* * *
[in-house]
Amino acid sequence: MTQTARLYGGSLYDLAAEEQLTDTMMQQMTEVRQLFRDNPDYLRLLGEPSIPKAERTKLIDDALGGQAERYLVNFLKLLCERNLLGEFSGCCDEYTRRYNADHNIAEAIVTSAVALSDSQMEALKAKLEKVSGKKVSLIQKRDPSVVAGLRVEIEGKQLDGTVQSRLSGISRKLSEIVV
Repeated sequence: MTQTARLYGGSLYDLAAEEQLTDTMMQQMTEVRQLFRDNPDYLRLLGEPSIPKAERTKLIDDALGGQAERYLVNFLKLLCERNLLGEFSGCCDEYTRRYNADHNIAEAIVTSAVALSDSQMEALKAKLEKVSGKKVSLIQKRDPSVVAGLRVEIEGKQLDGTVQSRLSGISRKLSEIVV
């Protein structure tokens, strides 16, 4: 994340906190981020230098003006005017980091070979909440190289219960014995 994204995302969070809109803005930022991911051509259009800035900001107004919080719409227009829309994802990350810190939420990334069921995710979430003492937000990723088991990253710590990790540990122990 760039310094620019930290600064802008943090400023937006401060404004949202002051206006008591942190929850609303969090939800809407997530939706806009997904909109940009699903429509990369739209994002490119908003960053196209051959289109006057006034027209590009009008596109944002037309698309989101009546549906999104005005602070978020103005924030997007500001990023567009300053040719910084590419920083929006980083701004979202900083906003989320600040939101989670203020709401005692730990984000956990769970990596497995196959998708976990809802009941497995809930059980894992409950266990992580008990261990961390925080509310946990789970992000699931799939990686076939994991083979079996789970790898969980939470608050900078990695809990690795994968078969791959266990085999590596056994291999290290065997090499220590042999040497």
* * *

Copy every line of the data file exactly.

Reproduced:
[in-house]
Amino acid sequence: MTQTARLYGGSLYDLAAEEQLTDTMMQQMTEVRQLFRDNPDYLRLLGEPSIPKAERTKLIDDALGGQAERYLVNFLKLLCERNLLGEFSGCCDEYTRRYNADHNIAEAIVTSAVALSDSQMEALKAKLEKVSGKKVSLIQKRDPSVVAGLRVEIEGKQLDGTVQSRLSGISRKLSEIVV
Repeated sequence: MTQTARLYGGSLYDLAAEEQLTDTMMQQMTEVRQLFRDNPDYLRLLGEPSIPKAERTKLIDDALGGQAERYLVNFLKLLCERNLLGEFSGCCDEYTRRYNADHNIAEAIVTSAVALSDSQMEALKAKLEKVSGKKVSLIQKRDPSVVAGLRVEIEGKQLDGTVQSRLSGISRKLSEIVV
């Protein structure tokens, strides 16, 4: 994340906190981020230098003006005017980091070979909440190289219960014995 994204995302969070809109803005930022991911051509259009800035900001107004919080719409227009829309994802990350810190939420990334069921995710979430003492937000990723088991990253710590990790540990122990 760039310094620019930290600064802008943090400023937006401060404004949202002051206006008591942190929850609303969090939800809407997530939706806009997904909109940009699903429509990369739209994002490119908003960053196209051959289109006057006034027209590009009008596109944002037309698309989101009546549906999104005005602070978020103005924030997007500001990023567009300053040719910084590419920083929006980083701004979202900083906003989320600040939101989670203020709401005692730990984000956990769970990596497995196959998708976990809802009941497995809930059980894992409950266990992580008990261990961390925080509310946990789970992000699931799939990686076939994991083979079996789970790898969980939470608050900078990695809990690795994968078969791959266990085999590596056994291999290290065997090499220590042999040497």